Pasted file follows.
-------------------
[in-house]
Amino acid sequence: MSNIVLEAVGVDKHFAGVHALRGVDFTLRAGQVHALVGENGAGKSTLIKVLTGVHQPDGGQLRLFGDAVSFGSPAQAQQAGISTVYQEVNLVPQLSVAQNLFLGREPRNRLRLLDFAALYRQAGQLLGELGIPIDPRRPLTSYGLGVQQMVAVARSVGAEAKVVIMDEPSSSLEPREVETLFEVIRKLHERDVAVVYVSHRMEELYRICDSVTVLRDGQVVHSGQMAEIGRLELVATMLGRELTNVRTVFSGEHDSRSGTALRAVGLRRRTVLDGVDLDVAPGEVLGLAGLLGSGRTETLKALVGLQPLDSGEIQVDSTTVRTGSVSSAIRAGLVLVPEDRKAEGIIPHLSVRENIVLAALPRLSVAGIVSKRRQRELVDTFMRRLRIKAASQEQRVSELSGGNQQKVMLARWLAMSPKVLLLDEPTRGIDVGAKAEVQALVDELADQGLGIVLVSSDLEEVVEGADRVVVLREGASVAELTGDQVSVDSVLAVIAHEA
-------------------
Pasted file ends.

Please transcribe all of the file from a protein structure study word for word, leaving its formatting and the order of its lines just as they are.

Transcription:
[in-house]
Amino acid sequence: MSNIVLEAVGVDKHFAGVHALRGVDFTLRAGQVHALVGENGAGKSTLIKVLTGVHQPDGGQLRLFGDAVSFGSPAQAQQAGISTVYQEVNLVPQLSVAQNLFLGREPRNRLRLLDFAALYRQAGQLLGELGIPIDPRRPLTSYGLGVQQMVAVARSVGAEAKVVIMDEPSSSLEPREVETLFEVIRKLHERDVAVVYVSHRMEELYRICDSVTVLRDGQVVHSGQMAEIGRLELVATMLGRELTNVRTVFSGEHDSRSGTALRAVGLRRRTVLDGVDLDVAPGEVLGLAGLLGSGRTETLKALVGLQPLDSGEIQVDSTTVRTGSVSSAIRAGLVLVPEDRKAEGIIPHLSVRENIVLAALPRLSVAGIVSKRRQRELVDTFMRRLRIKAASQEQRVSELSGGNQQKVMLARWLAMSPKVLLLDEPTRGIDVGAKAEVQALVDELADQGLGIVLVSSDLEEVVEGADRVVVLREGASVAELTGDQVSVDSVLAVIAHEA